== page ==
Monster Monday: Goblins of the Dreaming Dimension

Regular readers of Kickassitan already know the disdain that I bear for cookie-cutter monsters. I dislike hobgoblins, can't stand kobolds and desperately search for cures to Not Another Orc Syndrome. Goblins are one of those sorts of monsters that I just don't like because they're seldom an interesting choice when stocking the dungeon. "Oop, it's dungeon level 1, there must be goblins there," just doesn't happen in my games. They'd be vermen, there'd be a reason they're there, half of them would be mutants or some crazy difference from the other vermen and my players wouldn't necessarily know what to do with them. When I get tired of the vermen, I'll use something else. Frogmen? (Not bullywugs.) Turtleguys? Dingodudes? Whatever. The point is, if I'm going to do goblins, there's going to be a point to them and it's not just going to be "they're murderous little jerks who like to poke your grandma with sticks and ride dogs to death because they're eeeEEEeeevil like the fru-its of the dev-il." 

Beyond the veil of sleep, the minds of human beings drift on the aether across impossible gulfs of space and time, ultimately to settle in that remote and unearthly land known as the Dreaming Dimension. Here, the beings of distilled dreamstuff that men call elves create wild, shifting vistas unbound by the laws of reality out of inchoate possibility, only to destroy them utterly and replace them with something new or warp them into some half-formed nightmare. Against these backdrops, elves cavort in the dreamspaces sleeping mortal minds entrust them with, active participants in the dreams of men, living for the experiences they may glean from their contact with mortals, giving over a small portion of their dreamland authority to their dreaming visitors. While the elves direct the scenes played out in the Dreaming Dimension, it is important to note that they do not create them; goblins do.

A race of multitudinous forms and sizes, goblins are closer to the raw substance of dreams than elves and, as such, have a much easier time shaping it and warping it to their wills. If elves are the architects of the Dreaming Dimension, goblins are the contractors, carpenters, laborers and skilled hands tasked with and eminently capable of turning those visions into (a sort of) reality. Though they have little sophistication as it is understood by men (and elves), goblins have an intuitive cleverness that makes them excellent problem solvers, builders and troubleshooters, much like fox who finds every weakness in a farmer's fences to abscond with chickens no matter how many times the fence is repaired. Working in crews or gangs, the goblins of the Dreaming Dimension change the scenery of Man's dreams like stagehands in a theater, building and tearing down set after set, changing a prop here or there, making details as consistent or inconsistent as direction calls for.

Most goblins belong to a crew that owes its allegiance to one or more elven nobles, playing their necessary part in the nocturnal dramas that play out for mind's eyes of every sleeping human. Since currency is practically unknown in the Dreaming Dimension (except as it figures into the dreams of mortals, which often means it is portrayed in a less-than-accurate light), and goblins can make any object they desire out of the unformed substance of the Dreaming Dimension, their loyalty is not compelled through material gain, but through the threat of corporal punishment and a several-fold reward system based around a sense of aesthetics. An elf might compose a song for his goblin work crew to sing through its labors, might teach them the location in the night sky of a new-born constellation, might show them a new shade of blue he'd just invented, might serve them a feast taken from dreams of sleeping mortals, anything that shares a new joy or pleasure with the goblins. The highest honor that an elf may bestow upon a goblin is a name, a real name that belongs to him and him alone, and not a title like "foreman" or "stagehand." Named goblins are regarded as elders among their kind, and their ability to shape the raw stuff of the dreamscape improves dramatically.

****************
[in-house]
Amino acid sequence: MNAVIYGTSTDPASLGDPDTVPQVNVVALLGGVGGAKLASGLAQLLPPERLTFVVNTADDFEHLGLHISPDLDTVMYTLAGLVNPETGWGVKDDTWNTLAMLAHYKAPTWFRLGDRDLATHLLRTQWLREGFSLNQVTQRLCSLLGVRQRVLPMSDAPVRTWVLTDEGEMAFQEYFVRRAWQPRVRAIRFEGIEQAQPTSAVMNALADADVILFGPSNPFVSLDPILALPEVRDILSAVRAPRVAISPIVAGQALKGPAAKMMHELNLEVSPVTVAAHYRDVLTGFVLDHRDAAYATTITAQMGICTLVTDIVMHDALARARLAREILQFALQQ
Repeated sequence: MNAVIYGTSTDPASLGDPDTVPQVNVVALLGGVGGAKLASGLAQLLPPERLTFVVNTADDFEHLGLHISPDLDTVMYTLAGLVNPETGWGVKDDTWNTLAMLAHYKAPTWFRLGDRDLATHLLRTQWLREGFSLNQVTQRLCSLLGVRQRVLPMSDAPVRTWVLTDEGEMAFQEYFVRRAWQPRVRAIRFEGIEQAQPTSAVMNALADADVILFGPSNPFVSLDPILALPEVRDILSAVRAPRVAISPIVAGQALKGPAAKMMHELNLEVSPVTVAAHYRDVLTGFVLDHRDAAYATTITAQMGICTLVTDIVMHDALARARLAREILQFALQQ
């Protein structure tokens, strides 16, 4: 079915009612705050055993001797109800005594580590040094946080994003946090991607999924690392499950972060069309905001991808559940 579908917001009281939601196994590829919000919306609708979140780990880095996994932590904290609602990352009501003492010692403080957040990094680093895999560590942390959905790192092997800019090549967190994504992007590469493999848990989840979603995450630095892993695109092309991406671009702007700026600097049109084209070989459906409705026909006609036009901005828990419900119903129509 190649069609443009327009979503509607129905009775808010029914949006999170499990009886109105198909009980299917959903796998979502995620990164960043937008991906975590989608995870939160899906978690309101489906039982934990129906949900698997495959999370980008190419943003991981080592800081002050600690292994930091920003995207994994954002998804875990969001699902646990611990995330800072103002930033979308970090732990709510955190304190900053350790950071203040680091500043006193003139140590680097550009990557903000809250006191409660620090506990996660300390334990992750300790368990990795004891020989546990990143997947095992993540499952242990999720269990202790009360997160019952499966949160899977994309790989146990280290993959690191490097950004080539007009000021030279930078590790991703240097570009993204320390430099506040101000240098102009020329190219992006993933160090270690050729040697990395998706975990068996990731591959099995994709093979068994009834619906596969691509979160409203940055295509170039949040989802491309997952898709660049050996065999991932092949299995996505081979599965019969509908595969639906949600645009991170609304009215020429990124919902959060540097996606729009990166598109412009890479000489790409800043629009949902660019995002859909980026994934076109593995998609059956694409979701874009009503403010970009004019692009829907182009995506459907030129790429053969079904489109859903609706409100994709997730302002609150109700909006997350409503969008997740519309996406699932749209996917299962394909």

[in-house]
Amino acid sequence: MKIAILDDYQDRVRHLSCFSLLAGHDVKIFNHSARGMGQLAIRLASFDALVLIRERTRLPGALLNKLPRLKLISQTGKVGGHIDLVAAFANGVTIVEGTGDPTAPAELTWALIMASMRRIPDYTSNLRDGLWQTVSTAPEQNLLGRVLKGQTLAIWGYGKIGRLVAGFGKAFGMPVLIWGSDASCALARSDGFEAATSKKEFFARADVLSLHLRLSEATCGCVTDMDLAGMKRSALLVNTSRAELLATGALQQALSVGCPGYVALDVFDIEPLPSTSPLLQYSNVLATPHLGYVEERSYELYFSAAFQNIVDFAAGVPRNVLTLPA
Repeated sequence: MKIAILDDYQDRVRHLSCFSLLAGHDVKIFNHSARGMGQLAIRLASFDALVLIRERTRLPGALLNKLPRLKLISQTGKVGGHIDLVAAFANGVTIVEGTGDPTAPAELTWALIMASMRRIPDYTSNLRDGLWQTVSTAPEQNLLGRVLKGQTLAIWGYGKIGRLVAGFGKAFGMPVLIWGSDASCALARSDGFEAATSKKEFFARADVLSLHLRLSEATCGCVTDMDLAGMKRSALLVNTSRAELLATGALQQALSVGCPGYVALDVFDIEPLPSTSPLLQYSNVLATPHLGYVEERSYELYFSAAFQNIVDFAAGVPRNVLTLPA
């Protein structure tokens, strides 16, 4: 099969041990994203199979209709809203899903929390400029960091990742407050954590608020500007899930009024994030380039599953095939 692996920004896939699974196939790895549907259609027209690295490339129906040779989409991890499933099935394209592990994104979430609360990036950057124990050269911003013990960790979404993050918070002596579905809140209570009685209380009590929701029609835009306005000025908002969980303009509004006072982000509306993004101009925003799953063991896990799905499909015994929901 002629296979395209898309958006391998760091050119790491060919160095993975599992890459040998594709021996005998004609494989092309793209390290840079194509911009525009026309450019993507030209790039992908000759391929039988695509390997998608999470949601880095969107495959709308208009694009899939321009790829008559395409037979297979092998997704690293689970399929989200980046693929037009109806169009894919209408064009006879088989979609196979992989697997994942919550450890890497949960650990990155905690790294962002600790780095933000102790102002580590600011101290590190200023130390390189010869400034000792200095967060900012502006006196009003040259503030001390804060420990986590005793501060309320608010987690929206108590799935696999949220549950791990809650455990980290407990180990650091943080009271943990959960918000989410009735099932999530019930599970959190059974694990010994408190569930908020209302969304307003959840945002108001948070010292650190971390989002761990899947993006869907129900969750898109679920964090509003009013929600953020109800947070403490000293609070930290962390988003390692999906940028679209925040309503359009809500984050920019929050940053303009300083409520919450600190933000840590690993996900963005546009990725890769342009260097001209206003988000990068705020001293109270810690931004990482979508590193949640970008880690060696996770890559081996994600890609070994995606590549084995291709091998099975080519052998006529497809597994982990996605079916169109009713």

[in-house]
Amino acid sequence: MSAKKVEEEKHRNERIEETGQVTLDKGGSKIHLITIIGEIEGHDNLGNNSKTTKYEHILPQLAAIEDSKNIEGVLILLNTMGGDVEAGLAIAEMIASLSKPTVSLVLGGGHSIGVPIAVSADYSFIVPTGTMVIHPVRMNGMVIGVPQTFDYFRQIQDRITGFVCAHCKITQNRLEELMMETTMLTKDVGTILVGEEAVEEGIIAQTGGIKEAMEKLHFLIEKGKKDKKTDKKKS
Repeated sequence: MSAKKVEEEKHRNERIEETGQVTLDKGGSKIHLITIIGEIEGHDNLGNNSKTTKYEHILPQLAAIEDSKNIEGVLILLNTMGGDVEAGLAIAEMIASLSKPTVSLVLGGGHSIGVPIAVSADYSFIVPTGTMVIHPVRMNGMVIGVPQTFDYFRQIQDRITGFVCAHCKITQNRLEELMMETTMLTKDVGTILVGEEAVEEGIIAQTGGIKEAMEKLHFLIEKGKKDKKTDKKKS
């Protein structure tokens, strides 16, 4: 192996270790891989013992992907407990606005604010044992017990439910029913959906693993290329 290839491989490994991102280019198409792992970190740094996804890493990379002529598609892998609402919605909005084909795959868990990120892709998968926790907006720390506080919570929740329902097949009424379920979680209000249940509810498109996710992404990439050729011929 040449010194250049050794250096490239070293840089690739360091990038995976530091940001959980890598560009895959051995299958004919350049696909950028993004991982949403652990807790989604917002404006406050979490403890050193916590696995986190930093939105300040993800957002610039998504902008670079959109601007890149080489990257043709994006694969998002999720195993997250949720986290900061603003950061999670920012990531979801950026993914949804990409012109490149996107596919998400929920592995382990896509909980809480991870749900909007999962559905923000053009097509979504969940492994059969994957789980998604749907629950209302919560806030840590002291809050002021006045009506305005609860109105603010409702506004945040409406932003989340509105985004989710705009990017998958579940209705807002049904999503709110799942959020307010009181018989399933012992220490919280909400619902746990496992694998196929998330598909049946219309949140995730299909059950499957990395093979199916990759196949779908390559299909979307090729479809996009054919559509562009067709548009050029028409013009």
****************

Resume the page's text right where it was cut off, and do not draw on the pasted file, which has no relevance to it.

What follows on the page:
While the vast majority of goblins serve the elves who create and inhabit dreams, there are a goodly number in the employ of those degenerate elves responsible for nightmares. This Nightmare Court trades in horror and panic, teaching its goblins the pleasures of cruelty and wickedness. Few elves know the names of their cousins in the Nightmare Court as they remain masked and use cryptic aliases ("He Who Rings A Bell Upon The Finding Of A Pin" for one), but every goblin knows the name of the butcher and sadist goblins who earn their names from the Nightmare Court, for they will torture mortal and immortal alike with few prejudices. Still, unnamed goblins of the Nightmare Court may depart their gangs at the behest of their masters and take up life among the goblin crews, working to earn their names by subverting the crews, corrupting them from within and subtling teaching the pleasures of the darker passions. This interference has fostered a malignant streak which,uninterrupted by the indifference of their masters, is subtly changing the goblin species for the worse.

AC: 8
HD: d6
Attacks: 1 weapon
Damage: d6
Dexterity: 12
Move: 12
Alignment: Neutral (1 CE : 3 N)
Treasure: 12 (1)

For every 6 goblins, there will be one 2d6 HD foreman and for every 3 foreman there will be one 4d6 HD boss, who will directly answer to an elven master. In their home dimension, goblins are capable of minor magics and illusions (as well as the sorts of small magics that other rules sets might call "cantrips"). Foremen and bosses may cast spells as Magic-Users of a level equal to their hit dice.

[EDIT: Corrected the number of attacks.]